This diet/program/whatever you want to call it has been discussed all over the interwebs for a couple of years now. I’d read about it on blogs, seen it on Pinterest, etc. At first, I thought it was just a weight loss program, and I thought people were insane for trying to lose weight by cutting out entire food groups. “Not sustainable!” I’d mumble. “Probably not safe, either.”

But then I read a few blog posts from bloggers I respect that talked about how the Whole30 cleared up allergies, asthma, and acne, and, most intriguing to me, solved ongoing digestive troubles. Those posts interested me enough to buy the book, It Starts With Food, and see what it had to say.

I don’t talk about this much (on the blog or in real life), but for a long time, I’ve had digestive issues. And because I don’t talk about it to any but my nearest and dearest, that’s all the info you get.

Sorry, internet, but you’re not my best friend. Yet.

In addition, my 28-year-old skin thinks it’s necessary to break out like a 14-year-old’s. Which is super awesome. I really believe that these two problems must be related to what I’m eating. And reading It Starts With Food made that belief even stronger.

I’ve been to three different doctors for these troubles, and none of them were much help. The first was my gyno, who referred me to a gastroenterology clinic. The doc there wanted to stick me on some drug (and acted like I was a complete moron for asking basic questions about said drug). The third doctor actually ran some tests for celiac, thyroid disorders, etc., but when they came back negative, said, “I guess that’s just how you’re made.” Not one of them asked about my diet. So I figured that instead of dropping endless $60 copays for no help, I could try cutting some food groups for 30 days.

Just to reiterate: I’m not doing this to lose weight. In fact, I expect to gain 2-3 pounds over the next couple of weeks, because I usually do when I ease up on training post-marathon. So please don’t yell “You don’t need to lose weight!” at me. That’s not the goal here.

The way I see it, if it works, cool. I will have saved money, discovered the root of the problem and, most importantly, be feeling better. If it doesn’t work, all I’m out is 30 days of peanut butter (and other stuff, obviously, but I sure do love PB).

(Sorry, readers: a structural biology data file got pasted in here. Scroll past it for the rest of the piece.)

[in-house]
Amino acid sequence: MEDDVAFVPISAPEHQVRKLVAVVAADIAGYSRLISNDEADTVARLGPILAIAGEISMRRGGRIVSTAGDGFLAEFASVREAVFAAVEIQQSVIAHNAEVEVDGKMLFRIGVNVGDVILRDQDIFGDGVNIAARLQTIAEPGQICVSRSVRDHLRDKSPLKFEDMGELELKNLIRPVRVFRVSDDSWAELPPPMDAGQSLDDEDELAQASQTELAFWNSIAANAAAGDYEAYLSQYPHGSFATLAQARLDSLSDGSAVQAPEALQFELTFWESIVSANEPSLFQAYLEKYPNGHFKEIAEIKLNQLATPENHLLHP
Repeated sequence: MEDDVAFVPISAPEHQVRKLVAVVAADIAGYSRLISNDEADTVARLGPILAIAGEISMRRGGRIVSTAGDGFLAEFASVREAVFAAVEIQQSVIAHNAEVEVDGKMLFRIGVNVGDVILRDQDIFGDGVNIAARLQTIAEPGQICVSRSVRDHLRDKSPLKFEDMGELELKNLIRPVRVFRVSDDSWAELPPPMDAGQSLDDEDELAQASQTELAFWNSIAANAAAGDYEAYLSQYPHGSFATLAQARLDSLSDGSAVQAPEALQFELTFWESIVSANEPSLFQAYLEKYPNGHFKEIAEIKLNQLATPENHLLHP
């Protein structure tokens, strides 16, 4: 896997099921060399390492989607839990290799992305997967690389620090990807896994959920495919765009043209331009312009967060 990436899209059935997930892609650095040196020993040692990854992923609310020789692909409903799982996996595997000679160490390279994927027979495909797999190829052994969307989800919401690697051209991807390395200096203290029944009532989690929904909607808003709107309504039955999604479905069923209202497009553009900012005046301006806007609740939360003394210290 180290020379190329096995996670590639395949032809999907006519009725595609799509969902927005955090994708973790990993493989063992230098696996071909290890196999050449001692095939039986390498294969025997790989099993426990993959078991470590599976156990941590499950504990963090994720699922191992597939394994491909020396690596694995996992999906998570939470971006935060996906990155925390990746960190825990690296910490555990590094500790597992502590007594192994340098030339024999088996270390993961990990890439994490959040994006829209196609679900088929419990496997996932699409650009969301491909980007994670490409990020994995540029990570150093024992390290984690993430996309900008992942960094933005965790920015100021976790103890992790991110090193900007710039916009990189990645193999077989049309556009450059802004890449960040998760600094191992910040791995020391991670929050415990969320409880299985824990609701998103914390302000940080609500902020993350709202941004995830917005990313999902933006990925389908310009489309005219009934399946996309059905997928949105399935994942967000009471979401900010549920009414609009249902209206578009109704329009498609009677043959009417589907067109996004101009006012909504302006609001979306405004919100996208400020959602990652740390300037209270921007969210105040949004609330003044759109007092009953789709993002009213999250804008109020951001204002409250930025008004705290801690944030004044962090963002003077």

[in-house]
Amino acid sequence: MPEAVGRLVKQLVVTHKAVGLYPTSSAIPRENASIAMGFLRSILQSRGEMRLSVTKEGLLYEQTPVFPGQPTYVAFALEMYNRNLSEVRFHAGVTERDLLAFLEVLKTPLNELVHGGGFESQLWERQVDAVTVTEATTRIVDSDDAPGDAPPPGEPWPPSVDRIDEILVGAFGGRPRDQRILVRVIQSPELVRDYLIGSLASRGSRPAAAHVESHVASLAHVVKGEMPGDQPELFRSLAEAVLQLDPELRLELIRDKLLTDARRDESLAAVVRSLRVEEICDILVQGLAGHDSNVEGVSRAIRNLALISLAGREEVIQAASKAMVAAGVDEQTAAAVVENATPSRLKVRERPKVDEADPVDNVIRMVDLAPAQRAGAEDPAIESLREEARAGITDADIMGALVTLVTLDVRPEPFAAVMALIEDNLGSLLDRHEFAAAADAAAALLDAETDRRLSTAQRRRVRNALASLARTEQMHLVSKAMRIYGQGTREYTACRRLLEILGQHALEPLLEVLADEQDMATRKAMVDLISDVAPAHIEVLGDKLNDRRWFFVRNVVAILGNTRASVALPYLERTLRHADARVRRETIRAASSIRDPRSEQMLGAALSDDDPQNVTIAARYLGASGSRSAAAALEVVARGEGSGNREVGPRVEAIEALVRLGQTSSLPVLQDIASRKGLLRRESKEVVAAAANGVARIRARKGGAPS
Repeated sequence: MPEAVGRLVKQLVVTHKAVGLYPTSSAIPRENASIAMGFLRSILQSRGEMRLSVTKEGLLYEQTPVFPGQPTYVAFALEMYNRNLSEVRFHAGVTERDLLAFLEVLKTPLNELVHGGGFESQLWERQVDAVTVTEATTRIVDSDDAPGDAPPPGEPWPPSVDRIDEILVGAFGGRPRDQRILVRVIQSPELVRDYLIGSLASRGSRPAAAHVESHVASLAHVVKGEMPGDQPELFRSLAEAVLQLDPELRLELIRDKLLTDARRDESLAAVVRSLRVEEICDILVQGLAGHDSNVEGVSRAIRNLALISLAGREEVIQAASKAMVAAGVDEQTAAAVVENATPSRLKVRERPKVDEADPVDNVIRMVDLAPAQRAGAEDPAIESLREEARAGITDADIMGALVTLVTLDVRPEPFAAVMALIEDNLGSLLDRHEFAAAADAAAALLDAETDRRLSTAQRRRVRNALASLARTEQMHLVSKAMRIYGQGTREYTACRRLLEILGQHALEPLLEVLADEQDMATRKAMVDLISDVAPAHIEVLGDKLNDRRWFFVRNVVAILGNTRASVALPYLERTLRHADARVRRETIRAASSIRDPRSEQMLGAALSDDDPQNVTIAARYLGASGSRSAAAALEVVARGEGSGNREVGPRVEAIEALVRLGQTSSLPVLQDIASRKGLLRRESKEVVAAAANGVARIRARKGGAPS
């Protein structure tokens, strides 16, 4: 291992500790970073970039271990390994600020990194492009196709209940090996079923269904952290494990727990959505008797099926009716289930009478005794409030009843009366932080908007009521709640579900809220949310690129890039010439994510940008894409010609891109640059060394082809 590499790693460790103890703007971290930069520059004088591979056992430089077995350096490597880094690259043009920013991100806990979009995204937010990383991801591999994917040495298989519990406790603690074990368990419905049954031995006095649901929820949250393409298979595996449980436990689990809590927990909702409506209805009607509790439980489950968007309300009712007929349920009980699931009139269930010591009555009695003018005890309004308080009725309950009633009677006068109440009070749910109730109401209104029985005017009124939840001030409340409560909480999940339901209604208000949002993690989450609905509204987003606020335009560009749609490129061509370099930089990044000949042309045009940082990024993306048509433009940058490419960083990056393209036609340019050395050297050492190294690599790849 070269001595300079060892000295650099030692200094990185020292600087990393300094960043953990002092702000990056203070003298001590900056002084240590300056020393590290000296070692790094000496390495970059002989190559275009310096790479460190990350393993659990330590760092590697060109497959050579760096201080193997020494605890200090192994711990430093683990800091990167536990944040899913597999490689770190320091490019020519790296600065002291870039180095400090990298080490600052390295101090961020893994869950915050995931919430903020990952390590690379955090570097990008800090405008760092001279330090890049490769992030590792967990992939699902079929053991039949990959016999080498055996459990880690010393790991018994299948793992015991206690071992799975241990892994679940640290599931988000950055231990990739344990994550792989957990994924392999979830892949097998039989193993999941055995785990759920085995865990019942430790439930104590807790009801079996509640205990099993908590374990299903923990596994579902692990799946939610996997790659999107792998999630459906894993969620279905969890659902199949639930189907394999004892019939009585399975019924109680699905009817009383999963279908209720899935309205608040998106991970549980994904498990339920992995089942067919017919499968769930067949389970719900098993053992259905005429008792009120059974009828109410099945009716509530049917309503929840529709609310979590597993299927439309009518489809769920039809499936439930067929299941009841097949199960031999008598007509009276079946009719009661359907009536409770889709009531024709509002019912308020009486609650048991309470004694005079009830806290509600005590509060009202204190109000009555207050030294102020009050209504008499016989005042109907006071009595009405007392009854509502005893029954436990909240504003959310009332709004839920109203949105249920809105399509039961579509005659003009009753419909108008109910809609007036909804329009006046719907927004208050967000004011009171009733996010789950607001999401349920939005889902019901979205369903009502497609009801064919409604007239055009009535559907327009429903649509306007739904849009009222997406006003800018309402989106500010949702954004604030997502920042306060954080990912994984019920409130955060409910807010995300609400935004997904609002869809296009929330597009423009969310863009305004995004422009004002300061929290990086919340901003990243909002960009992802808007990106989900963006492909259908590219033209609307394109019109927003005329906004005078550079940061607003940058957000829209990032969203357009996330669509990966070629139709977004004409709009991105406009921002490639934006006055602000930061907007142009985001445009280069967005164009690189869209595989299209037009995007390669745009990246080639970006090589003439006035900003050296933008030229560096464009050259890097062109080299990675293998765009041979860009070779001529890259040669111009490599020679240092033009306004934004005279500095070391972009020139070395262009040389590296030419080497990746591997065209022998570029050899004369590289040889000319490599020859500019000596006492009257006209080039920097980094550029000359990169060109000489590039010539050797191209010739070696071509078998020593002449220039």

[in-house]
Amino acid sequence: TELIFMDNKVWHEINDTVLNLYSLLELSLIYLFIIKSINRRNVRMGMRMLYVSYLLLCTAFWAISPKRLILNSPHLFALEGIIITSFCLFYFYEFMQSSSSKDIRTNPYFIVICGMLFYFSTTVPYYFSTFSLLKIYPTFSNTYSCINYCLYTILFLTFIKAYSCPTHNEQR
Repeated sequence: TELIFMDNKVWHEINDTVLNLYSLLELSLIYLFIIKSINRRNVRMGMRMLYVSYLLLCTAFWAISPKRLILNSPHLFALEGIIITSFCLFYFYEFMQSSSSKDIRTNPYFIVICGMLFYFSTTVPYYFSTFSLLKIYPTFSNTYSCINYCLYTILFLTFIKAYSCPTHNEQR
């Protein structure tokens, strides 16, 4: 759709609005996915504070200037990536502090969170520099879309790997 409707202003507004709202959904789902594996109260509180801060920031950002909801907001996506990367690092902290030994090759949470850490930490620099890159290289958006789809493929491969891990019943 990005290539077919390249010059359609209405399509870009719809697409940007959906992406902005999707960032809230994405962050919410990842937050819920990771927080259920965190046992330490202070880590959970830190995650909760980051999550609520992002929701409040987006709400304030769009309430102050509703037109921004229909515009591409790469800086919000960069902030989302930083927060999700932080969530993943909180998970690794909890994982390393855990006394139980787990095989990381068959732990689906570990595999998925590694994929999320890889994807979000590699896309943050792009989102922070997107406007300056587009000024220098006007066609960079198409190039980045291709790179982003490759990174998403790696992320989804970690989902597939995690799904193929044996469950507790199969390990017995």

Three days in, I can’t really say too much about it. I can say that eating a lot of fat (as per the program) is weird but satiating. I haven’t had the headaches, brain fogginess, or fatigue that the book warned could happen in the first week (knock on wood). I hope that because I don’t each much sugar anyway, this won’t be as hard for me as it is for some other people. It probably also helps that I’m not working out so my body’s not craving the carbies like normal.

So, that’s the road I’m on right now. I’ll let you know in 30 days what I learn.


Have you or anyone you know done the Whole30? What did you think?

Rock ‘n Roll Denver Marathon Recap

On Sunday, I ran the Rock ‘n Roll Denver Marathon. It’s one of my favorite races, and it’s where I set my PR in 2011, so I had high hopes for this race. Like most races, I went in with “A, B, and C” goals.

My “A” goal for any race is the goal that’s possible if all the stars align — the weather is ideal, I don’t have to stop to pee, and my body works just right. The “B” goal is a step down from that, and my “C” goal has nothing to do with times at all — something to fall back on if all the stars fall completely out of alignment. For this race, my “A” goal was 3:10, my “B” goal was to PR (anything under 3:13:17), and my “C” goal was, simply, to run the best race I could on that day. I missed my “A” goal, but met both B and C. Here’s how it went down:

At the expo, with all my goals in place.

Saturday afternoon, we headed to Denver and hit up the expo, where we got a bunch of sweet freebies (my favorite part of any expo).

Swag smiley face, courtesy of my husband.

We didn’t spend too much time at the expo, as I didn’t want to spend much time on my feet. After we left, we hit up Barnes and Noble and H&M (which were right by our hotel). This weekend, Denver was also holding its annual “Zombie Crawl,” so we got zombied out pretty fast and took refuge in the hotel. (I’m not sure what the purpose of the Zombie Crawl is, aside from giving thousands of people a chance to dress up and act weird).

Later, we had dinner with my BFF Hallie and her husband, then came back to relax and hit the hay early. And not sleep, of course.

My alarm went off at 4:30 on Sunday morning. I rolled out of bed, ate my bagel and PB and drank a bunch of water, and went back to bed for another hour. When the alarm went off again, I got up, got dressed, and annoyed Jordan with my nervous energy while he showered and got ready. We left the hotel at 6:15 and walked the couple of blocks from the Sheraton over to Civic Center park, where the start is. We found a secret cove of porta-potties with NO LINE and soon enough got in my corral.

rnr2013_at the startThis was the first year (of the five I’ve run this race) that I wasn’t pushing and shoving in a panic to get in the corral right at the start. So of course, this year, the start was delayed by 10 minutes. Ha. But eventually, the National Anthem played, the gun fired, and we were off!

Not a bad view from the starting line.

I’m  always amazed by bloggers who can do a mile-by-mile recap of a race. My brain does not store miles like that. I do know that, as always, I hit the first few miles too fast before I settled into my groove. And I had to pee at the first set of porta-johns. I blame the delayed start. And also my tiny bladder.

The first half was uneventful; once I settled in, I was pretty close to right on pace. I hit the first half in 1:34 and change — perfect. Shortly after the half-marathon split is a beautiful downhill into Wash Park; I cruised it a little too quickly, but I was glad I did because at mile 16ish, my silly bladder decided that we needed to stop again. Not cool, bladder. And then at 18ish, I stopped to fix my shoe, which had been pinching for several miles and had gotten beyond bearable.